New York

Mario Merz

Sperone Westwater Fischer Gallery

Mario Merz’s humor is utterly unmuzzled. Try as hard as you can, it’s impossible to maintain a straight face at his exhibition. I’m a pretty cheap laugh, but Merz’s expansive pranks have an infectious silliness that could ruffle the soberest feathers. Take, for example, his gestural rendering of vegetables on an unstretched length of raw canvas: he attached actual raw vegetables to it; radishes, horseradishes, cabbages, celery, cauliflower and escarole seemingly grew out of Merz’ painted depictions of them. Raw vegetables for raw canvas: the collision of macrobiotics with trompe l’oeil.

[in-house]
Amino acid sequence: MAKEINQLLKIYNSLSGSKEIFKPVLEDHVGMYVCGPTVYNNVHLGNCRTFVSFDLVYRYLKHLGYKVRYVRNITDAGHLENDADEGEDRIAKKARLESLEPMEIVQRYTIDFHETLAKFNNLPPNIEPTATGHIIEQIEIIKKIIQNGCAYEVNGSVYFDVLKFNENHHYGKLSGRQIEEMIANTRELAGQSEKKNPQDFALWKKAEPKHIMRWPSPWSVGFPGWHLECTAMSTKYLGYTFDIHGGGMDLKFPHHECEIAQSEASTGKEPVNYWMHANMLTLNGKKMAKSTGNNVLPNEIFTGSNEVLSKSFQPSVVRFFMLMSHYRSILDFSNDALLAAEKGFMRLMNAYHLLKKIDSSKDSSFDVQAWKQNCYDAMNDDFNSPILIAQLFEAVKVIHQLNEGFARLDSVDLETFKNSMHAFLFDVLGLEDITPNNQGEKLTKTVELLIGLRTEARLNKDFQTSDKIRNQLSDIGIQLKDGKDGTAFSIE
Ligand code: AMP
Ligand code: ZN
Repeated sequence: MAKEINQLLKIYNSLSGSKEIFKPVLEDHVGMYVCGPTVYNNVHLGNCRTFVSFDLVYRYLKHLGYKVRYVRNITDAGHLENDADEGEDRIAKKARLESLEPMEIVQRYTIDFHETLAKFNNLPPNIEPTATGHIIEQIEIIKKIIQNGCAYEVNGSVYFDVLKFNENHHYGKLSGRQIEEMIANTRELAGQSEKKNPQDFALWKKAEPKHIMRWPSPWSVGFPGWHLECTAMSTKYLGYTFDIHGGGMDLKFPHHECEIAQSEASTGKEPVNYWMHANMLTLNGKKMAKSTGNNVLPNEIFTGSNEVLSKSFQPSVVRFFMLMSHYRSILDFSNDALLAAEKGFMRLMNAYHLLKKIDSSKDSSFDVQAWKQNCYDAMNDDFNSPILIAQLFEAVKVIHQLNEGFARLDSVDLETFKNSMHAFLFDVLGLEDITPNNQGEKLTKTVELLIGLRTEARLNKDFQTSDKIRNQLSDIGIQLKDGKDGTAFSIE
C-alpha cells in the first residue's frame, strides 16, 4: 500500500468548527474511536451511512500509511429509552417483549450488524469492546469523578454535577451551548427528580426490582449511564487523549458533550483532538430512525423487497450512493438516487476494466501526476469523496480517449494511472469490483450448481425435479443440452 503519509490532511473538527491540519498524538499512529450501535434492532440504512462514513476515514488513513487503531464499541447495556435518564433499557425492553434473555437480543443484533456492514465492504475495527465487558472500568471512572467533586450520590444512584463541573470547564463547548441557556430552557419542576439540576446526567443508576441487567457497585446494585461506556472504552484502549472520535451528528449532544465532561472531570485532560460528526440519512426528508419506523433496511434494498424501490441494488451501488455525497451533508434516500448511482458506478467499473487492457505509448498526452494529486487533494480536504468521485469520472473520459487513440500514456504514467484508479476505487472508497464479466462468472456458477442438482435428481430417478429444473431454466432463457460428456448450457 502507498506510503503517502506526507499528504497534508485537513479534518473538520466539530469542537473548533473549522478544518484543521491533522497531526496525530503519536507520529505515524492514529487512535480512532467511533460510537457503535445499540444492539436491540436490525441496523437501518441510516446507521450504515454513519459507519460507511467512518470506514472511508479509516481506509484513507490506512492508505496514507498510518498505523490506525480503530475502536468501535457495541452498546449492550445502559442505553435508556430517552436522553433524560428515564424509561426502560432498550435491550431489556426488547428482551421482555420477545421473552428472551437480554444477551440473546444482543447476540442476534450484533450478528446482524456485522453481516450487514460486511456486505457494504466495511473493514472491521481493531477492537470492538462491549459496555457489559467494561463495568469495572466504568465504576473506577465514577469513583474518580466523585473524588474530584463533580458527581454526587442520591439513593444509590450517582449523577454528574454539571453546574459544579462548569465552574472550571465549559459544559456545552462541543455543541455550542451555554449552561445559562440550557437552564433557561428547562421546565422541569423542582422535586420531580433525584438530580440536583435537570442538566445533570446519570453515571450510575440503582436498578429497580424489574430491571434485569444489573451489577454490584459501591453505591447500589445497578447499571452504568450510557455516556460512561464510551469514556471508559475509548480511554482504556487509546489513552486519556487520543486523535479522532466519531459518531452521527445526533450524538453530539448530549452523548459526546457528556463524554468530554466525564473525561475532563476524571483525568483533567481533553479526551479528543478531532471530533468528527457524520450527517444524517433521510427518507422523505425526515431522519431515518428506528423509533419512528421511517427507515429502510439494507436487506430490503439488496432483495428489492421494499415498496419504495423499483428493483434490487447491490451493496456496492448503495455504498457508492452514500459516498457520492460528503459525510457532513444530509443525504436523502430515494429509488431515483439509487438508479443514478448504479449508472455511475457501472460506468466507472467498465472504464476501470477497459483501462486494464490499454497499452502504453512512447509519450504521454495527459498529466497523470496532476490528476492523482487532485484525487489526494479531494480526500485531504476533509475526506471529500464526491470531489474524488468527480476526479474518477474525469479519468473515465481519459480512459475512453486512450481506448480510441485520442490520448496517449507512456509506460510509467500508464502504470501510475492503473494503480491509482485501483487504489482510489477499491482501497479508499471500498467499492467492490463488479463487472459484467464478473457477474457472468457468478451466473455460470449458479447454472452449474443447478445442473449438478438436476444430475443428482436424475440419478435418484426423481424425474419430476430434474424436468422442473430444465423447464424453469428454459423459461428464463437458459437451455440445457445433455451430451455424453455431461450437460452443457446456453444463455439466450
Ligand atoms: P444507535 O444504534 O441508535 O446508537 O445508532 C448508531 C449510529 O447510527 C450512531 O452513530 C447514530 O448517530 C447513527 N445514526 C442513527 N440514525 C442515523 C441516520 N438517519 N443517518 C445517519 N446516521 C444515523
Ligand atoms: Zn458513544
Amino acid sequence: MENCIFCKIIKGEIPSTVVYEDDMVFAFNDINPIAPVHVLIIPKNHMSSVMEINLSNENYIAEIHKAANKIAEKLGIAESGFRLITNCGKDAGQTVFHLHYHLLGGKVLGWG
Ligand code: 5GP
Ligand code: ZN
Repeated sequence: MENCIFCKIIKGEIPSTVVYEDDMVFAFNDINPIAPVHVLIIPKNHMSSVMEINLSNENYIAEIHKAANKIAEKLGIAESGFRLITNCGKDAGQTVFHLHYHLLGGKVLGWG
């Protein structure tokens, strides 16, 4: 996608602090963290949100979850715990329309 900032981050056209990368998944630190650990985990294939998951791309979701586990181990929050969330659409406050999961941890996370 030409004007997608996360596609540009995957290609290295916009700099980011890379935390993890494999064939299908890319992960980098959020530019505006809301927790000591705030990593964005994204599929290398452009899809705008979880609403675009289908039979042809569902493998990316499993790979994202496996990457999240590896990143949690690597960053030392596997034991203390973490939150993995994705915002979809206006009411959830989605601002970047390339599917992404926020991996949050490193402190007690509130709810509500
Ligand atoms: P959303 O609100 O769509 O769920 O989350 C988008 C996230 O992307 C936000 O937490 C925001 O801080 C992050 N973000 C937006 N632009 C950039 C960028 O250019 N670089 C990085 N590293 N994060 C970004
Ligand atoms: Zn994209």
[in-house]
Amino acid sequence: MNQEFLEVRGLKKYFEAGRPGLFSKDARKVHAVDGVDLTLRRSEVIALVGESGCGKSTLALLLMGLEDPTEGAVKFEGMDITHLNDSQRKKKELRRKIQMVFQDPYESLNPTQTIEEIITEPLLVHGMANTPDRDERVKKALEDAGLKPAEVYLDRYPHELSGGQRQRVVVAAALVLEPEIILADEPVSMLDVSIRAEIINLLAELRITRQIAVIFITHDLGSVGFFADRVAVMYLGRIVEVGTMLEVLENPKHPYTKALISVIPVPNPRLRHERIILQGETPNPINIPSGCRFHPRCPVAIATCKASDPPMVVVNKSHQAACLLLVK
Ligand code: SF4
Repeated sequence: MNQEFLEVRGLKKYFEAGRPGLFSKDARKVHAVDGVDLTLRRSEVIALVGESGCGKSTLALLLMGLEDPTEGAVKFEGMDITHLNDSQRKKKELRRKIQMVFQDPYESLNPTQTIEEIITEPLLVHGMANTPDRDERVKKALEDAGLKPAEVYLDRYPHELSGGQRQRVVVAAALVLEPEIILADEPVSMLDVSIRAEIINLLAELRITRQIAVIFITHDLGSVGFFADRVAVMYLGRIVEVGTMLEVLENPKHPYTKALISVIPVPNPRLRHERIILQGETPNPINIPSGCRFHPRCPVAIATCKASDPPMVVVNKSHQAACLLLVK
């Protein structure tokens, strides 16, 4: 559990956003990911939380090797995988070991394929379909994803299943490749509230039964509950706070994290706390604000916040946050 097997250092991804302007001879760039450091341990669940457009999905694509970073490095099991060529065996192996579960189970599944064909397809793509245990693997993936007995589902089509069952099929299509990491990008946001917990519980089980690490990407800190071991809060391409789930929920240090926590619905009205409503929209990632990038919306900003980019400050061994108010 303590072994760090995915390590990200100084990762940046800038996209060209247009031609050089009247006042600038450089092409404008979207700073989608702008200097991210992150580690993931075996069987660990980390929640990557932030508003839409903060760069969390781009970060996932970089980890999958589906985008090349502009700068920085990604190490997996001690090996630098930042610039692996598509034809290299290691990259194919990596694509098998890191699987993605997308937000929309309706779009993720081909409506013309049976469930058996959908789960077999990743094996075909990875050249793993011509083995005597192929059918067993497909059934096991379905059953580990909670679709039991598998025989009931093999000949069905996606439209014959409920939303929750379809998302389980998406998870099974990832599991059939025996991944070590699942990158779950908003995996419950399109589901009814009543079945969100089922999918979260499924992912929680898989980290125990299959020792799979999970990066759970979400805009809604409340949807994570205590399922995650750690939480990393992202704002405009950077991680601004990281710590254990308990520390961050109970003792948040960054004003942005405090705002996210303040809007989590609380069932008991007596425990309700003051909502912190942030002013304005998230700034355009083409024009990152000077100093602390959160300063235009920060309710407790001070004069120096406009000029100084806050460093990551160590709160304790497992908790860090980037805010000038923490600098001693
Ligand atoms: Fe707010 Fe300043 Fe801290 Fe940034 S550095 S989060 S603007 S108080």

If Merz has a theme to his work, it must be playfulness. He proposes some modular architecture for the ice-age: extraterrestrial-looking igloos made with plate glass clamped onto the jungle-gym-like armatures. I once saw an Argentine movie called Hunger for Love where a group of disaffected would-be radicals

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